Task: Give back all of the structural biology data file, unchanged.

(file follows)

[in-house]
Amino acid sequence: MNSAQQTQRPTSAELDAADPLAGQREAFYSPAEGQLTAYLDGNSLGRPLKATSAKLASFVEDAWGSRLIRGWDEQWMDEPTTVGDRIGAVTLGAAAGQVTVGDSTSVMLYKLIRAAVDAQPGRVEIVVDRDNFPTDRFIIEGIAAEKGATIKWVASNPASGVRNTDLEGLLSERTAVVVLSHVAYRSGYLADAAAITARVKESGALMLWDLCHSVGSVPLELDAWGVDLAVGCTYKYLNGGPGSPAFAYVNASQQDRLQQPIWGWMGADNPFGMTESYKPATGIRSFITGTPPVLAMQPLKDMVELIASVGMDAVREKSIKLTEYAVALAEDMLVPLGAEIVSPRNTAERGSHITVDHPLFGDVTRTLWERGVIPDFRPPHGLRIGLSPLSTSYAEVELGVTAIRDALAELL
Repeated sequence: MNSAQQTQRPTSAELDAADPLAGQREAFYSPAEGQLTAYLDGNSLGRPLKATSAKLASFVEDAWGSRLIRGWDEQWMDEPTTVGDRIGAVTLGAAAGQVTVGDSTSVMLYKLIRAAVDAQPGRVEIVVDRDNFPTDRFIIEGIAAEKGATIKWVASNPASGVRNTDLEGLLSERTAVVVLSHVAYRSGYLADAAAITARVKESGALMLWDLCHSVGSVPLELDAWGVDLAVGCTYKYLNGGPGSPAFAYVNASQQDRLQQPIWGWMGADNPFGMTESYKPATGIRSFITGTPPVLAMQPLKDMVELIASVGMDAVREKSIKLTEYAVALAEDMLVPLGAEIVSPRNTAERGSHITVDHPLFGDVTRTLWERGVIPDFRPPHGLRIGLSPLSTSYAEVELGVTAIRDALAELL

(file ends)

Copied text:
[in-house]
Amino acid sequence: MNSAQQTQRPTSAELDAADPLAGQREAFYSPAEGQLTAYLDGNSLGRPLKATSAKLASFVEDAWGSRLIRGWDEQWMDEPTTVGDRIGAVTLGAAAGQVTVGDSTSVMLYKLIRAAVDAQPGRVEIVVDRDNFPTDRFIIEGIAAEKGATIKWVASNPASGVRNTDLEGLLSERTAVVVLSHVAYRSGYLADAAAITARVKESGALMLWDLCHSVGSVPLELDAWGVDLAVGCTYKYLNGGPGSPAFAYVNASQQDRLQQPIWGWMGADNPFGMTESYKPATGIRSFITGTPPVLAMQPLKDMVELIASVGMDAVREKSIKLTEYAVALAEDMLVPLGAEIVSPRNTAERGSHITVDHPLFGDVTRTLWERGVIPDFRPPHGLRIGLSPLSTSYAEVELGVTAIRDALAELL
Repeated sequence: MNSAQQTQRPTSAELDAADPLAGQREAFYSPAEGQLTAYLDGNSLGRPLKATSAKLASFVEDAWGSRLIRGWDEQWMDEPTTVGDRIGAVTLGAAAGQVTVGDSTSVMLYKLIRAAVDAQPGRVEIVVDRDNFPTDRFIIEGIAAEKGATIKWVASNPASGVRNTDLEGLLSERTAVVVLSHVAYRSGYLADAAAITARVKESGALMLWDLCHSVGSVPLELDAWGVDLAVGCTYKYLNGGPGSPAFAYVNASQQDRLQQPIWGWMGADNPFGMTESYKPATGIRSFITGTPPVLAMQPLKDMVELIASVGMDAVREKSIKLTEYAVALAEDMLVPLGAEIVSPRNTAERGSHITVDHPLFGDVTRTLWERGVIPDFRPPHGLRIGLSPLSTSYAEVELGVTAIRDALAELL